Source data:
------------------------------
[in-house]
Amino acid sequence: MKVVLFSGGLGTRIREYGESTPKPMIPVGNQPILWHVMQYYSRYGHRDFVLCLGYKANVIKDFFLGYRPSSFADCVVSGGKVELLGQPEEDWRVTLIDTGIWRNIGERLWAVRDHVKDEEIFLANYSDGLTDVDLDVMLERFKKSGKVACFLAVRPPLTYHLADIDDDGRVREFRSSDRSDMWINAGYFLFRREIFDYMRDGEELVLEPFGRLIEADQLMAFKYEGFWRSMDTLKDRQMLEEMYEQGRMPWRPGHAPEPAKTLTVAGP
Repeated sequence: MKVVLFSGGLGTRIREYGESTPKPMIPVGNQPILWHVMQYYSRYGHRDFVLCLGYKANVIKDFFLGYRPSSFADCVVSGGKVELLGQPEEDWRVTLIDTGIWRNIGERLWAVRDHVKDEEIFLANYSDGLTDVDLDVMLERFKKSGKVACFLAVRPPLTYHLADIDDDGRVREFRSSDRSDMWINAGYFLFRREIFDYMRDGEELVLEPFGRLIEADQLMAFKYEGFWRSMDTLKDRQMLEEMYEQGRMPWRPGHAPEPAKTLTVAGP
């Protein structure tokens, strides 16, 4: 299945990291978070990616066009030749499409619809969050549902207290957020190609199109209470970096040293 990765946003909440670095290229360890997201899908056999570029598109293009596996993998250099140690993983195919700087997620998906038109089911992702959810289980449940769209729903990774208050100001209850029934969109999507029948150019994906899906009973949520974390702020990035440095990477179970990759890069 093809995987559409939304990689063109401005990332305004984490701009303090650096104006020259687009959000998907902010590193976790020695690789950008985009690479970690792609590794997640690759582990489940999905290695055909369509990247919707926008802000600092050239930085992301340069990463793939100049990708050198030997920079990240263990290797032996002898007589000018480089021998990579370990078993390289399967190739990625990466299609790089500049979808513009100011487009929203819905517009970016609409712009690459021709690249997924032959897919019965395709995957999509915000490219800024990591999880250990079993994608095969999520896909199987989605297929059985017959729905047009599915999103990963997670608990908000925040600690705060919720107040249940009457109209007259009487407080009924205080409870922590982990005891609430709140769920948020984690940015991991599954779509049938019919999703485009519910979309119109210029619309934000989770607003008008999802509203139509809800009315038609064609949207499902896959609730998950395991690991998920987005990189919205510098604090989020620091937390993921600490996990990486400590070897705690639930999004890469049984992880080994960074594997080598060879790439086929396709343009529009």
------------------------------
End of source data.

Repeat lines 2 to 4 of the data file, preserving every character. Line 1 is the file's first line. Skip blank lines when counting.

Amino acid sequence: MKVVLFSGGLGTRIREYGESTPKPMIPVGNQPILWHVMQYYSRYGHRDFVLCLGYKANVIKDFFLGYRPSSFADCVVSGGKVELLGQPEEDWRVTLIDTGIWRNIGERLWAVRDHVKDEEIFLANYSDGLTDVDLDVMLERFKKSGKVACFLAVRPPLTYHLADIDDDGRVREFRSSDRSDMWINAGYFLFRREIFDYMRDGEELVLEPFGRLIEADQLMAFKYEGFWRSMDTLKDRQMLEEMYEQGRMPWRPGHAPEPAKTLTVAGP
Repeated sequence: MKVVLFSGGLGTRIREYGESTPKPMIPVGNQPILWHVMQYYSRYGHRDFVLCLGYKANVIKDFFLGYRPSSFADCVVSGGKVELLGQPEEDWRVTLIDTGIWRNIGERLWAVRDHVKDEEIFLANYSDGLTDVDLDVMLERFKKSGKVACFLAVRPPLTYHLADIDDDGRVREFRSSDRSDMWINAGYFLFRREIFDYMRDGEELVLEPFGRLIEADQLMAFKYEGFWRSMDTLKDRQMLEEMYEQGRMPWRPGHAPEPAKTLTVAGP
């Protein structure tokens, strides 16, 4: 299945990291978070990616066009030749499409619809969050549902207290957020190609199109209470970096040293 990765946003909440670095290229360890997201899908056999570029598109293009596996993998250099140690993983195919700087997620998906038109089911992702959810289980449940769209729903990774208050100001209850029934969109999507029948150019994906899906009973949520974390702020990035440095990477179970990759890069 093809995987559409939304990689063109401005990332305004984490701009303090650096104006020259687009959000998907902010590193976790020695690789950008985009690479970690792609590794997640690759582990489940999905290695055909369509990247919707926008802000600092050239930085992301340069990463793939100049990708050198030997920079990240263990290797032996002898007589000018480089021998990579370990078993390289399967190739990625990466299609790089500049979808513009100011487009929203819905517009970016609409712009690459021709690249997924032959897919019965395709995957999509915000490219800024990591999880250990079993994608095969999520896909199987989605297929059985017959729905047009599915999103990963997670608990908000925040600690705060919720107040249940009457109209007259009487407080009924205080409870922590982990005891609430709140769920948020984690940015991991599954779509049938019919999703485009519910979309119109210029619309934000989770607003008008999802509203139509809800009315038609064609949207499902896959609730998950395991690991998920987005990189919205510098604090989020620091937390993921600490996990990486400590070897705690639930999004890469049984992880080994960074594997080598060879790439086929396709343009529009």